The climb up from Pitcox past Findlay’s Water

Then it was past the Witch’s Stone at Spott, which often has coins left on it. I tried to take a photo but had nudged the dial of the camera on to the wrong setting. Just before this a fox had sauntered across the road in front of me, my day for wildlife? 

 Hill no.3: Starvation Brae – a local test piece 

 Then came the climb out of Spott – Starvation Brae, not sure why it is called this though. This one is hard – gradually steepens, then has 3 steep bits to the top. A real heavy breathing one by the top.

Onwards and downwards and upwards and downwards . . . . . . . . 

   
Hill no. 4: The Brunt – east side

Then it was across the ford, luckily dry but the road is a mess, then up The Brunt, another climb leaving you puffing at the top. 

 One of my favourite sections, a gorgeous half mile through a wooded dell, dappled in the sunshine. Then came the big one, over a mile long with an average gradient of 9%+ and several steep ramps double that.

   
  Hill no. 5: Elmscleugh, the first ramp  Hill no. 5: Elmscleugh, looking up to the second steep ramp, climbing at 5-8% here
  Hill no. 5: Elmscleugh, a sight I saw a few times  Hill no. 5: Elmscleugh, getting near the summit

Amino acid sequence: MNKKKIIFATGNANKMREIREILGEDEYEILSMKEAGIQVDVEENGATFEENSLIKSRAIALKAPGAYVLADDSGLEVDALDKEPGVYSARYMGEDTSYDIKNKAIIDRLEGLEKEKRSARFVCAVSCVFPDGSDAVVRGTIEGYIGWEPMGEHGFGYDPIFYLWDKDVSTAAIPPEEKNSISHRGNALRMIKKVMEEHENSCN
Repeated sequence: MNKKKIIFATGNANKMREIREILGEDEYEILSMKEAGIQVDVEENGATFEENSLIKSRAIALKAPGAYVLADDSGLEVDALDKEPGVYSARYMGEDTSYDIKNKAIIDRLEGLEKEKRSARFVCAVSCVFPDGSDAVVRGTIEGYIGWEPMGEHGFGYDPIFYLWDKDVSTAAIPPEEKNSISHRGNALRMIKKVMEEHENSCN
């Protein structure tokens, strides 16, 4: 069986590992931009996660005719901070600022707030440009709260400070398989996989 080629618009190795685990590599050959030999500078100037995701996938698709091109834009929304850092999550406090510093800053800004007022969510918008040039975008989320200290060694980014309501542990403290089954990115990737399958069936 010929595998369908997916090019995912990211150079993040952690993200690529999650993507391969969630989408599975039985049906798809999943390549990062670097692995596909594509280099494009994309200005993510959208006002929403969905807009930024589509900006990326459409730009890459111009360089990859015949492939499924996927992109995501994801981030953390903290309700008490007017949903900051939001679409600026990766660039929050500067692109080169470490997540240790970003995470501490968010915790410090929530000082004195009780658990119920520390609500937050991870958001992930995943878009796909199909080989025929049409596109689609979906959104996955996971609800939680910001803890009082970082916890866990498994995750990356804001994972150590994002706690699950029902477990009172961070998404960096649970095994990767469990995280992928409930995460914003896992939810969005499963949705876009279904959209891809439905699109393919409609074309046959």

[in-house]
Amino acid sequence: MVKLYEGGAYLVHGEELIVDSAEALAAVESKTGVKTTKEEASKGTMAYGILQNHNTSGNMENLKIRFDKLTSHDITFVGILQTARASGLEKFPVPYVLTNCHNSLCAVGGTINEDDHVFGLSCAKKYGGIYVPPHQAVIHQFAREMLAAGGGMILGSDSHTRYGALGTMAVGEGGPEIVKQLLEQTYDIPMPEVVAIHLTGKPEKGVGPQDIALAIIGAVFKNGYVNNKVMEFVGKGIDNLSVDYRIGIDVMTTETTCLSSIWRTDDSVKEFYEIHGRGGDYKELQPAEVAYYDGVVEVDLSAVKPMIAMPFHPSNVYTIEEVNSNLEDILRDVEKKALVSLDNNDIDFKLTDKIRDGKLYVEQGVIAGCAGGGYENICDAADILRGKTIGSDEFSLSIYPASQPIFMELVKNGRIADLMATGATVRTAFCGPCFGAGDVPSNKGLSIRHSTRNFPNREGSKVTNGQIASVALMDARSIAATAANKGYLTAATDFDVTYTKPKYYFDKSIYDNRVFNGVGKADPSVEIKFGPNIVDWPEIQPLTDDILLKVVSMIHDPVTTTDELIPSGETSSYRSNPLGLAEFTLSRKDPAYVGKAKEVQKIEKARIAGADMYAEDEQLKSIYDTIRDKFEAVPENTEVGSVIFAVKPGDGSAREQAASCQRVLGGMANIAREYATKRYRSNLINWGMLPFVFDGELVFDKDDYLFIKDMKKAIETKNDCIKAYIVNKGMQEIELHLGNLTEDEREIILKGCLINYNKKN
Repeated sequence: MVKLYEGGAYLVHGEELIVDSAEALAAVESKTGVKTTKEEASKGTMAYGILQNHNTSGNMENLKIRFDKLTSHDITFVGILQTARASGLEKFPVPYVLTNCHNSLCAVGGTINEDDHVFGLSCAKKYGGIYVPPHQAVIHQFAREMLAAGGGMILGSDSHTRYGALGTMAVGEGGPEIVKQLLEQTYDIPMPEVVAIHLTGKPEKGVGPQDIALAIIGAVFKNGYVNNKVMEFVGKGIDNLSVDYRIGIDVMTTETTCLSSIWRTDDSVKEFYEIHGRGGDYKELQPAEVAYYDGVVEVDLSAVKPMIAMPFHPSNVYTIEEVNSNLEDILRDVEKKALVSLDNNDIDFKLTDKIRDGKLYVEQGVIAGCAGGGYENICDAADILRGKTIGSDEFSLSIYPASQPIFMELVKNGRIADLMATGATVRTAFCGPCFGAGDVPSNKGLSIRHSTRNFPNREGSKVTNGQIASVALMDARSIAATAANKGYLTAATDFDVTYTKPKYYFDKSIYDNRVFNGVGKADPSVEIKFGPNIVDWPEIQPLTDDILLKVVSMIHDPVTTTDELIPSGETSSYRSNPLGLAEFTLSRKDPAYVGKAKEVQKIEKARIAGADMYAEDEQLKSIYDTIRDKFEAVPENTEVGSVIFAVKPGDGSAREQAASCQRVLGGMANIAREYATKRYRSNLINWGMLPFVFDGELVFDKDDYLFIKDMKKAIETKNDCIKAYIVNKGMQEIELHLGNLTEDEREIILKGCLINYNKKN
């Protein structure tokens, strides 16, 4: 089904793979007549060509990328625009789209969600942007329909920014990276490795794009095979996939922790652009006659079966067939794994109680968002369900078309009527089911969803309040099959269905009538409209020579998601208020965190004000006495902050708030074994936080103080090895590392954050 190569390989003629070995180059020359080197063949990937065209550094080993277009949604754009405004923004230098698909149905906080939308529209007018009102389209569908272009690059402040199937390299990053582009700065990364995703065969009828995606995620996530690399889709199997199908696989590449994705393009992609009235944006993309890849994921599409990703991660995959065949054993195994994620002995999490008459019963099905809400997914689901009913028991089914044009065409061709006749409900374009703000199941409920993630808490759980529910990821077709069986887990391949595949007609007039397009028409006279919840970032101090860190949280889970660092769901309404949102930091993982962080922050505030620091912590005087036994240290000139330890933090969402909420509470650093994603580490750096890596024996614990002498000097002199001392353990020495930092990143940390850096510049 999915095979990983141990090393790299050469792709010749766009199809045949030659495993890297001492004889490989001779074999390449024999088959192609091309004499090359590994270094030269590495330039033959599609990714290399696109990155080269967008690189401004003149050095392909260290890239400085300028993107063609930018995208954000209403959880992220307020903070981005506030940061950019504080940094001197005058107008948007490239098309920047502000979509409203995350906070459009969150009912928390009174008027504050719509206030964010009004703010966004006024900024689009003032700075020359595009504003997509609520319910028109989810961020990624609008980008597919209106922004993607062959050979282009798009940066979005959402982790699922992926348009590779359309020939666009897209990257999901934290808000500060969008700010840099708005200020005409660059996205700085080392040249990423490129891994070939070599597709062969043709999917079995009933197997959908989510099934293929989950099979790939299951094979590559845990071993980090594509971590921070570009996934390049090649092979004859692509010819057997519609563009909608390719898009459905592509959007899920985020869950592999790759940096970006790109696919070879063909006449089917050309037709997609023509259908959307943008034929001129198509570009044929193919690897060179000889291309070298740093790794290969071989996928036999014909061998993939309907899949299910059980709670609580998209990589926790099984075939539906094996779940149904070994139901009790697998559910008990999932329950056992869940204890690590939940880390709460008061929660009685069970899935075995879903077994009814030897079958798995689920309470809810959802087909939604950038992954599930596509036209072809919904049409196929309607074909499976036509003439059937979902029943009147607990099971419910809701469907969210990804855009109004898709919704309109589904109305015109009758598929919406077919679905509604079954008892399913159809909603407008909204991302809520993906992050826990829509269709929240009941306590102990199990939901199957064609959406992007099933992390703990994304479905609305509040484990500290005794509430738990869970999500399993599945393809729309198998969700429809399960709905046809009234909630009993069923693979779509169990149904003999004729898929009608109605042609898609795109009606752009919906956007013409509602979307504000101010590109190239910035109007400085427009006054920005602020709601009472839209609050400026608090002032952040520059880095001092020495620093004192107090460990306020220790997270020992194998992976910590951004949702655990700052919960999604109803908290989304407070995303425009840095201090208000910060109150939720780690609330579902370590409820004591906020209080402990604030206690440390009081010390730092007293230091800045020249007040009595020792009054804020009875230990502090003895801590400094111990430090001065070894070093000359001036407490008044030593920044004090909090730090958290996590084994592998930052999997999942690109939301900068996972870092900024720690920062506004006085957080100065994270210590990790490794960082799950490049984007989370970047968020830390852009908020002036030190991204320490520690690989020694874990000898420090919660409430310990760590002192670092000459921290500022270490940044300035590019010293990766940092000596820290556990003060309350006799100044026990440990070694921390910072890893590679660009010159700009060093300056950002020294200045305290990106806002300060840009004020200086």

Hill no. 5: Elmscleugh, the cattle grid at the top usually a good descent now!Hurrah, a lovely swoop back down the other side to look forward to, but:

Roadworks slowed progress, looks like they are putting in a new track for the wind turbines.
   
Some climb? 

Then it was down for a while, this time slowed by gates. After the valley in the distance it would be another undulating climb back over the distant hills.  Up beside Whitadder reservoir dam

I was now on the section of the road that the Tour of Britain will come down in September. should be fun!  

Whitadder Reservoir, not too many cheering crowds this day.

 
  Another great section with lots of undulations over the moors, I would do this section a couple of times this trip. Many sheep, birds including oyster catchers some way from the sea and cows.
  Approaching Redstone Rigg  Hill no. 6: Redstone Rigg, another local test piece
So the last of the 6 hills loomed up. This is one spoken of in awe locally, though Elmscleugh is far harder, but being further away from Edinburgh is cycled less. I’ve already booked my place here for the Tour of Britain, fantastic views of the riders coming up from miles away, unfortunately it will probably be mobbed with other cycling fans.

Bog cotton and a butt for grouse shooting at the top of ‘The Rigg’